Antenatal care (ANC) is the care provided by a skilled health-care professional to pregnant women to ensure the best health conditions for both the mother and baby during pregnancy (WHO, 2016). It comprises identifying risks, preventing and managing pregnancy-related or existing diseases, health education and promotion.
Every pregnancy carries an inherent risk to either the mother, baby or both. Many pregnant women experience uneventful pregnancies, but up to 15% of pregnant women suffer a potentially life-threatening condition during pregnancy (WHO, 2016).
About 94% of the 990,000 women who become pregnant in Uganda attend the first antenatal care contact, but 65% of those that live in the urban centres and 58% of those living in the rural areas attend four or more antenatal care contacts (Shallon and Mugisha, 2020). Regardless of any other impediments, some of these women don’t understand why they should attend and probably complete all the antenatal care contacts.
Antenatal care aims to provide support for the pregnant woman and her family to ensure safe delivery and recovery (Dilly Anumba, 2016). Antenatal care objectives aim to accomplish the above assertion, and they are the reasons why you (pregnant woman) should attend every contact.
When you attend antenatal care, you get an opportunity to interact with the health-care workers who provide advice, reassurance, education, and support for you and your family. Among the issues that the health-care workers enlighten you on, include folic acid supplement, food hygiene, and lifestyle – this entails smoking cessation, recreational drug use and alcohol consumption (Dilly Anumba, 2016).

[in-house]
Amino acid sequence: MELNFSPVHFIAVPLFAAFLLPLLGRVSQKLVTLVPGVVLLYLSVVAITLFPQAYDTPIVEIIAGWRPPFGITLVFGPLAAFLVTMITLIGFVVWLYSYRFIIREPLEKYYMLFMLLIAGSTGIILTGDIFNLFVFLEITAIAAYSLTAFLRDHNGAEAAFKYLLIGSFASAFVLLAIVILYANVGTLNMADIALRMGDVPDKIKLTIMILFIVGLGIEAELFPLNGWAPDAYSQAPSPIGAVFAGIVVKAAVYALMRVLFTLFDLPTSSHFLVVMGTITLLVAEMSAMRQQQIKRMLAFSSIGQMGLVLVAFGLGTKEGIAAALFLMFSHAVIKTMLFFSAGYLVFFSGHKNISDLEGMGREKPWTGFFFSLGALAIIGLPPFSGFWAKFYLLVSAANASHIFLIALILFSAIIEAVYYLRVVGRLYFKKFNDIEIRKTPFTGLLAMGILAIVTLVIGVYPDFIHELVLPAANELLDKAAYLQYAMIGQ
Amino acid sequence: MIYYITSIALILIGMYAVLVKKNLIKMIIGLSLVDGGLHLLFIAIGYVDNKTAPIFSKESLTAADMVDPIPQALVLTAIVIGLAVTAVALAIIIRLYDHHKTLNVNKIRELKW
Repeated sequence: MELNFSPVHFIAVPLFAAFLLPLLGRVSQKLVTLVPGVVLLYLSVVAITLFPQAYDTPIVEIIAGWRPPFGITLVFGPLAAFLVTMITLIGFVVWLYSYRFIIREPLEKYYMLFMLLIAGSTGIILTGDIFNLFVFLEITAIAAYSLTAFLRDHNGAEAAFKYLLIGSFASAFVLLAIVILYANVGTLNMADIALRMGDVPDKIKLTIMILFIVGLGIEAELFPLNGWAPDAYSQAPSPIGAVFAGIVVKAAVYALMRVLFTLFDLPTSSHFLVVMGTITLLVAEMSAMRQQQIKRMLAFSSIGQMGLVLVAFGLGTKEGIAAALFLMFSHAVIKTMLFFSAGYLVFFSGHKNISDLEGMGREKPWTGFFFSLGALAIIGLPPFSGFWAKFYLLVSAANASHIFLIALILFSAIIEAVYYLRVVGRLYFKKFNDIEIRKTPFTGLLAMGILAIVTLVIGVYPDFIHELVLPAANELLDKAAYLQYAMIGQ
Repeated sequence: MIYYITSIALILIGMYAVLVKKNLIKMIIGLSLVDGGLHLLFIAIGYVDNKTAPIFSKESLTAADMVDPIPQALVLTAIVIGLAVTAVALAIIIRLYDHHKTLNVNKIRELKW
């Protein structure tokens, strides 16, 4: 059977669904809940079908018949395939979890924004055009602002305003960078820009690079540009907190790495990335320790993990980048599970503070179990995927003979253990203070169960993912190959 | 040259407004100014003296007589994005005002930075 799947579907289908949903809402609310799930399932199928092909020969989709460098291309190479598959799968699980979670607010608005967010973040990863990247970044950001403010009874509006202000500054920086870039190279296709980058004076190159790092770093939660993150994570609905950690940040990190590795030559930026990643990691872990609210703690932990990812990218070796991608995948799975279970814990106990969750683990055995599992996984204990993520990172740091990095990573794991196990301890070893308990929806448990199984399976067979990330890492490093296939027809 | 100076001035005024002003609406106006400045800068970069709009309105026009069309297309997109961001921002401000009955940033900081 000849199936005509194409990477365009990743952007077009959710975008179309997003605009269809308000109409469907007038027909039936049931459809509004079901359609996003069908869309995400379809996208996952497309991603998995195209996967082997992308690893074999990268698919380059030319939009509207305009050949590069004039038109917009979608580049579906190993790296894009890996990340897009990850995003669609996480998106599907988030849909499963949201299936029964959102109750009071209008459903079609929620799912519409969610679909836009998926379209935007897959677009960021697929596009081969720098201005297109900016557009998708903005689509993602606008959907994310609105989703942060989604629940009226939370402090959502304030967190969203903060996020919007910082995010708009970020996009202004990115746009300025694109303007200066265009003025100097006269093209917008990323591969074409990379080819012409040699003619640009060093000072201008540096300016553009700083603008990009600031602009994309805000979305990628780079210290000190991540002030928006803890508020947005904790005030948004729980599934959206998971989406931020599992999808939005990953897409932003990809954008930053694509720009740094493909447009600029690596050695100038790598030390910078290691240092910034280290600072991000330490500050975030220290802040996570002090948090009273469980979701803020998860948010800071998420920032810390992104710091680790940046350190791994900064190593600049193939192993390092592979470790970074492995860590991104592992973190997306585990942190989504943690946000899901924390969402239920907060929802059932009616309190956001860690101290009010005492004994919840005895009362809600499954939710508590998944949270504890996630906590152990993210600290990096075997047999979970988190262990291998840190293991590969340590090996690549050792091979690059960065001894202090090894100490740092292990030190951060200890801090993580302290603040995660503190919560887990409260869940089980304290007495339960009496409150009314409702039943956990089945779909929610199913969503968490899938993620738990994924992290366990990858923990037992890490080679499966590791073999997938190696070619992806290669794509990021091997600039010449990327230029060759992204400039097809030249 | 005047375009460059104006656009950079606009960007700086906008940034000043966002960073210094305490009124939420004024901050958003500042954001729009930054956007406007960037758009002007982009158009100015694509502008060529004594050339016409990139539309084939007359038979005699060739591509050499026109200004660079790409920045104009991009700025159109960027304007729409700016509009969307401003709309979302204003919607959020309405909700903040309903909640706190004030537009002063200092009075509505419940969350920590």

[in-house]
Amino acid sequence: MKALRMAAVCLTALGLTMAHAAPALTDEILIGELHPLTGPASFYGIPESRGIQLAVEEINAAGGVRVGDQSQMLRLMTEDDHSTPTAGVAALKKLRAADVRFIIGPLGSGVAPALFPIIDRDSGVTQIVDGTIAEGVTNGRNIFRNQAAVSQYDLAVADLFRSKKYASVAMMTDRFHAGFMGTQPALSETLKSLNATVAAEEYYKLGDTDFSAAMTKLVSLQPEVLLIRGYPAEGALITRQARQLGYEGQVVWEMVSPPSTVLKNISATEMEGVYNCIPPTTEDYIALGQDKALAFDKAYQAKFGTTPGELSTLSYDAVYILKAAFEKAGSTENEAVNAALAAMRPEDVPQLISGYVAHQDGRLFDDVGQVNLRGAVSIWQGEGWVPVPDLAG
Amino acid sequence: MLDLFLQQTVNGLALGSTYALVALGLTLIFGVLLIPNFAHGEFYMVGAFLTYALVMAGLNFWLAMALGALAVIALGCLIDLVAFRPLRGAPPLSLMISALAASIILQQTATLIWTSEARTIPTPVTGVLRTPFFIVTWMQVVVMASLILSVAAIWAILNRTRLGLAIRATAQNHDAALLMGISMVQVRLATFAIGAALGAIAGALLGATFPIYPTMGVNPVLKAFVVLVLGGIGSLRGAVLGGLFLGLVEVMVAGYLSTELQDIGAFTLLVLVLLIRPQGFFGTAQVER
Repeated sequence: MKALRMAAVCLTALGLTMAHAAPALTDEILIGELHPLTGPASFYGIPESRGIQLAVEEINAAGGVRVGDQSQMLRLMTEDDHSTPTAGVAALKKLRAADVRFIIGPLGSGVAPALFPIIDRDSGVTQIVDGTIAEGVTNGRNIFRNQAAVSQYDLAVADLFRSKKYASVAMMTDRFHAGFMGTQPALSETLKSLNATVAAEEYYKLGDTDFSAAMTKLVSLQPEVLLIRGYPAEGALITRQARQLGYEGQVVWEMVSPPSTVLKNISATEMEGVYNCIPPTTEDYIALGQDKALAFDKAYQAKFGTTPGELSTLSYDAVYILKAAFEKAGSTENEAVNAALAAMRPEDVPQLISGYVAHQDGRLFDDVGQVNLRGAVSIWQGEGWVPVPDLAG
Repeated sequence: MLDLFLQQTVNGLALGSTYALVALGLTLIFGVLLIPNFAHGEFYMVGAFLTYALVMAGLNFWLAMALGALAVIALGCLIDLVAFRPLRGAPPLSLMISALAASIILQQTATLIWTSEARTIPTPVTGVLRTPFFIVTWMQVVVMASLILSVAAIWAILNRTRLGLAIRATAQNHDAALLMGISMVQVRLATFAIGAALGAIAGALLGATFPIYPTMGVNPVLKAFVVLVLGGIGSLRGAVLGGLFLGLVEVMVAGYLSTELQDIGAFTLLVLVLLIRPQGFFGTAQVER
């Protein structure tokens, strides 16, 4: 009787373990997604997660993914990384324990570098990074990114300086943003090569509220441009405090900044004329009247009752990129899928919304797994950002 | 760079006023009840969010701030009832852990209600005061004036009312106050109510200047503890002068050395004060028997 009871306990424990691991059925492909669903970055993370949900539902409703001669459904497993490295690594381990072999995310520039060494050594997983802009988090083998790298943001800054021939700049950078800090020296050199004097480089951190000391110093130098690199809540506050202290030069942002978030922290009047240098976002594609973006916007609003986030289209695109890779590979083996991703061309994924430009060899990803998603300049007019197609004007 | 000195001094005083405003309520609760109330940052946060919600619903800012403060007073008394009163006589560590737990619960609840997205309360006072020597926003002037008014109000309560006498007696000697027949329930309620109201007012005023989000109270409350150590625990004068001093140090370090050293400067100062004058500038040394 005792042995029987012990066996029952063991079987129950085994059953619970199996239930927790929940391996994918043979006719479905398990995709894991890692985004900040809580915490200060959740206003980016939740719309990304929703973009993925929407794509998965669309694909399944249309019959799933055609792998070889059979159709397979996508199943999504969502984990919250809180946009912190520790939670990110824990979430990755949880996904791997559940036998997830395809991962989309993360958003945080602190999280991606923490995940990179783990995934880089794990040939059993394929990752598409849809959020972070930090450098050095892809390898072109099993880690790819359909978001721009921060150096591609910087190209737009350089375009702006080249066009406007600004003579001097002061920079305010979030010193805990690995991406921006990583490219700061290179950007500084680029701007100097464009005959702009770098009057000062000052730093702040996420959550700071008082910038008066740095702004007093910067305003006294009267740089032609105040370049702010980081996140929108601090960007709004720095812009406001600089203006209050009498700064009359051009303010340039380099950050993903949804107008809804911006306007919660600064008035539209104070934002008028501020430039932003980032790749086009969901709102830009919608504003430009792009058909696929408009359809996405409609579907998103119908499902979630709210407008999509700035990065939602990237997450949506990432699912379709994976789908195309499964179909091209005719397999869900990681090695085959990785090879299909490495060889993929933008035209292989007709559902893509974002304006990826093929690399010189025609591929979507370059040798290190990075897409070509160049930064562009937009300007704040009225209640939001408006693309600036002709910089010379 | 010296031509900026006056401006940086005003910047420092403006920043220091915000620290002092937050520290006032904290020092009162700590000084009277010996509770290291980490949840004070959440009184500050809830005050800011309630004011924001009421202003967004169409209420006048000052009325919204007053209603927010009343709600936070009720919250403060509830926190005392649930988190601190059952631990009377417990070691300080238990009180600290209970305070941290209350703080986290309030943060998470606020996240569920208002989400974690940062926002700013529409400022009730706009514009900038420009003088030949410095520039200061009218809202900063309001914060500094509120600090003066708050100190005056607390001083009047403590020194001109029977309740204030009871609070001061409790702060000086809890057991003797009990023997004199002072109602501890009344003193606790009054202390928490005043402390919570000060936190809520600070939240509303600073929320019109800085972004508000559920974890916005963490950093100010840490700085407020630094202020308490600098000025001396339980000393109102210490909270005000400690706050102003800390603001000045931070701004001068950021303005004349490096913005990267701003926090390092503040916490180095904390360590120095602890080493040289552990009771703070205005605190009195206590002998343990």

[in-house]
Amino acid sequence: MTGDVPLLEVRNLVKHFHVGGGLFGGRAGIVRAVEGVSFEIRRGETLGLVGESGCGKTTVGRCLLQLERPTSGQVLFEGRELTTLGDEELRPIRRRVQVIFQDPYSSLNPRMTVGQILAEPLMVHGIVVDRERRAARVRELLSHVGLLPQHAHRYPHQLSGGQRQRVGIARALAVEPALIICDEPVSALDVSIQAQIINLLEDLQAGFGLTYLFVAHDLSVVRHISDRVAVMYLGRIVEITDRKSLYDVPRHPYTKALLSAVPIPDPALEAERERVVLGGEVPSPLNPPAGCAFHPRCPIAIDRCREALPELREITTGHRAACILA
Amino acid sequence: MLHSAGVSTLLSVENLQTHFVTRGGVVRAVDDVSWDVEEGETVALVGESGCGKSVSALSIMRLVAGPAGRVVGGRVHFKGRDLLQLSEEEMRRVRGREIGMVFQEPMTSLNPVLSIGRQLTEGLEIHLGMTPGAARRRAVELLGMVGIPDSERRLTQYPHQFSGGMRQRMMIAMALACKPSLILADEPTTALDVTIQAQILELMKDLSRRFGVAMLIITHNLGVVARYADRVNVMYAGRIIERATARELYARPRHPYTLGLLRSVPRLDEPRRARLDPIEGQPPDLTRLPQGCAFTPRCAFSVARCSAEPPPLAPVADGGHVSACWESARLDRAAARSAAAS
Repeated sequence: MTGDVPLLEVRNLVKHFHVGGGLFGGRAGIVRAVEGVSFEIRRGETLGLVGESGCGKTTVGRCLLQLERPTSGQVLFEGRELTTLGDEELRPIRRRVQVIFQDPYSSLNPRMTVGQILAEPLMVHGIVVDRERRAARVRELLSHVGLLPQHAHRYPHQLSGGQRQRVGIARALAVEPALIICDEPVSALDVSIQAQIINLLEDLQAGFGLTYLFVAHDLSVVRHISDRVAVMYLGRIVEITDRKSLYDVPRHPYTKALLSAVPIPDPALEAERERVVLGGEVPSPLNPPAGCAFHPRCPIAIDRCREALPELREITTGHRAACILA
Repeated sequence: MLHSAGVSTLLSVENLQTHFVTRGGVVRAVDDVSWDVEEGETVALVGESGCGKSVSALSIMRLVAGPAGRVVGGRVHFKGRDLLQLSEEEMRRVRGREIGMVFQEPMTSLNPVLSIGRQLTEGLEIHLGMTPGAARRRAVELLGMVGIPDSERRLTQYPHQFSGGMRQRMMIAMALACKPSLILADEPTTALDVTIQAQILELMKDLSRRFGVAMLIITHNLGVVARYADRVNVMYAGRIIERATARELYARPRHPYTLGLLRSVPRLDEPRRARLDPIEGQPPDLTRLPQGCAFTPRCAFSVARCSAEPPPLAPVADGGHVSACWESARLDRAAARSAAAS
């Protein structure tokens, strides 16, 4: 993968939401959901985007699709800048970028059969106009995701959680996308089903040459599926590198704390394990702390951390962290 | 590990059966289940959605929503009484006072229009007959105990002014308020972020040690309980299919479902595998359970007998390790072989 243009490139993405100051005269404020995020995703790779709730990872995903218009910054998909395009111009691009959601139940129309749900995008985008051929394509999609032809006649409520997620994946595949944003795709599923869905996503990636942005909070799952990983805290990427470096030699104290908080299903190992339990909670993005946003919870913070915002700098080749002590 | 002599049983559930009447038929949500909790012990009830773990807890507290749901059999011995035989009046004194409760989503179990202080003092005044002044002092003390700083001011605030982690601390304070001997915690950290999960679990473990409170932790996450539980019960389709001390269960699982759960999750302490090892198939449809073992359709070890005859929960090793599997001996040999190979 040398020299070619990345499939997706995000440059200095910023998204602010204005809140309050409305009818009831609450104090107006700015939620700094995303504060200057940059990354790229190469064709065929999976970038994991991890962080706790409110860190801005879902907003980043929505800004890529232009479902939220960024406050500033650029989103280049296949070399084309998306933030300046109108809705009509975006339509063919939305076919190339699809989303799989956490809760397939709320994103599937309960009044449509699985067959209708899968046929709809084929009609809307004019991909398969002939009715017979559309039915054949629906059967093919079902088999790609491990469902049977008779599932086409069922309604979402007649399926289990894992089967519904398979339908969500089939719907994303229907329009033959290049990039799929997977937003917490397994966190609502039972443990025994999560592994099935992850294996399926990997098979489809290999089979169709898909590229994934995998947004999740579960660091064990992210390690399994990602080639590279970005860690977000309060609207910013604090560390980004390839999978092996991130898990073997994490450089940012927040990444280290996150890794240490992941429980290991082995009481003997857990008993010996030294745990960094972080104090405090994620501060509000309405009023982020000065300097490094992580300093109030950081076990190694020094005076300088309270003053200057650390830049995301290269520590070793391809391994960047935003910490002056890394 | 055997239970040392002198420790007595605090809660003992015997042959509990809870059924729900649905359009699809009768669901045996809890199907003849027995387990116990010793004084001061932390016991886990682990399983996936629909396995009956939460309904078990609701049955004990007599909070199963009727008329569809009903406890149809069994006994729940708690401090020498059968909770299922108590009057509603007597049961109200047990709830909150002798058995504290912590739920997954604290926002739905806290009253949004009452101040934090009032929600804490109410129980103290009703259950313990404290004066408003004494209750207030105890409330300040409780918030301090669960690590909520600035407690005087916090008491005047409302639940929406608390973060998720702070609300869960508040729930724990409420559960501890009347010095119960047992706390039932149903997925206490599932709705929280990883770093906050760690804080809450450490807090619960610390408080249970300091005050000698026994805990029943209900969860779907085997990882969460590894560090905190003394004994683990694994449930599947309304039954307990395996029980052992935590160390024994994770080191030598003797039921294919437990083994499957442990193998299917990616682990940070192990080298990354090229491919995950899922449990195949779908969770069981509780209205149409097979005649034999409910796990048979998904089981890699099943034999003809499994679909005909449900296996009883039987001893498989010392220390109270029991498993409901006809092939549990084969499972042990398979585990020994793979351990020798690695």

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The health-care workers address all the minor ailments of pregnancy that may keep you awake at night. These include abdominal discomfort, heartburn, backache, haemorrhoids, nausea and vomiting, and varicose veins (Dilly Anumba, 2016). Pre-existing maternal conditions like diabetes, heart disease and infection are screened, diagnosed, and managed. Health-care workers continue to screen for these and other diseases like HIV even when you tested negative during the first antenatal care contact, for as long as you attend the subsequent visits.
Health-care workers can promptly identify and treat any new medical or obstetric problems that arise in pregnancy, and, where possible, they can prevent these from adversely affecting your health and that of the baby (Dilly Anumba, 2016). It can, however, only happen if you attend all the antenatal care contacts.
Lastly, health-care workers plan for your labour and delivery, care of the new-born and future and reproductive health. In an uneventful pregnancy, delivery plans commence at 36 weeks of gestation. You achieve this level of care when you attend antenatal care to completion.
Today’s article serves as a platform to create and increase awareness among elite women – they may take ANC contacts for granted. They either end up booking late or skip some of the visits; as a result, they suffer catastrophes that health-care workers could have identified and dealt with or even prevented during the pregnancy period.
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